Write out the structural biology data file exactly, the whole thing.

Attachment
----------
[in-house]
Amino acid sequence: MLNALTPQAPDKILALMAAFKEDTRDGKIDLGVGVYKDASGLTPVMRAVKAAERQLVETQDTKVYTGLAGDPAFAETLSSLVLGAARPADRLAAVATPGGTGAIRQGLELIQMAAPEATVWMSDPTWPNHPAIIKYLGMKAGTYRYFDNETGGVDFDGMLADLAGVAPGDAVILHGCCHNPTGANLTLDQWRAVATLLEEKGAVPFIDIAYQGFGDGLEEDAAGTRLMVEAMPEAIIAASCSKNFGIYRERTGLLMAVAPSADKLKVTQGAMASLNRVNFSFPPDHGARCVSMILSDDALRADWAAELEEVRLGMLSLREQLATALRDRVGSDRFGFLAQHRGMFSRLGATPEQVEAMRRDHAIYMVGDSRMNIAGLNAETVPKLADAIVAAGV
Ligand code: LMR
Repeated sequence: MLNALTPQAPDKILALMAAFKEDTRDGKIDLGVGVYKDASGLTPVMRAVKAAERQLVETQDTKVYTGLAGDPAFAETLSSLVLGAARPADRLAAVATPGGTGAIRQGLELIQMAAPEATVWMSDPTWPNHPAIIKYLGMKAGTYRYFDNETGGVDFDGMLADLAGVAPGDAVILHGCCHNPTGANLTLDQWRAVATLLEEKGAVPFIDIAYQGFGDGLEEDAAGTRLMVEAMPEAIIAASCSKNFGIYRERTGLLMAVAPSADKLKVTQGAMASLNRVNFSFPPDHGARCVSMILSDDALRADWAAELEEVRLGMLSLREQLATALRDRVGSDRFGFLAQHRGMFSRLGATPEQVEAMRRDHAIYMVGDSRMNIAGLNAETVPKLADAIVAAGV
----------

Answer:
[in-house]
Amino acid sequence: MLNALTPQAPDKILALMAAFKEDTRDGKIDLGVGVYKDASGLTPVMRAVKAAERQLVETQDTKVYTGLAGDPAFAETLSSLVLGAARPADRLAAVATPGGTGAIRQGLELIQMAAPEATVWMSDPTWPNHPAIIKYLGMKAGTYRYFDNETGGVDFDGMLADLAGVAPGDAVILHGCCHNPTGANLTLDQWRAVATLLEEKGAVPFIDIAYQGFGDGLEEDAAGTRLMVEAMPEAIIAASCSKNFGIYRERTGLLMAVAPSADKLKVTQGAMASLNRVNFSFPPDHGARCVSMILSDDALRADWAAELEEVRLGMLSLREQLATALRDRVGSDRFGFLAQHRGMFSRLGATPEQVEAMRRDHAIYMVGDSRMNIAGLNAETVPKLADAIVAAGV
Ligand code: LMR
Repeated sequence: MLNALTPQAPDKILALMAAFKEDTRDGKIDLGVGVYKDASGLTPVMRAVKAAERQLVETQDTKVYTGLAGDPAFAETLSSLVLGAARPADRLAAVATPGGTGAIRQGLELIQMAAPEATVWMSDPTWPNHPAIIKYLGMKAGTYRYFDNETGGVDFDGMLADLAGVAPGDAVILHGCCHNPTGANLTLDQWRAVATLLEEKGAVPFIDIAYQGFGDGLEEDAAGTRLMVEAMPEAIIAASCSKNFGIYRERTGLLMAVAPSADKLKVTQGAMASLNRVNFSFPPDHGARCVSMILSDDALRADWAAELEEVRLGMLSLREQLATALRDRVGSDRFGFLAQHRGMFSRLGATPEQVEAMRRDHAIYMVGDSRMNIAGLNAETVPKLADAIVAAGV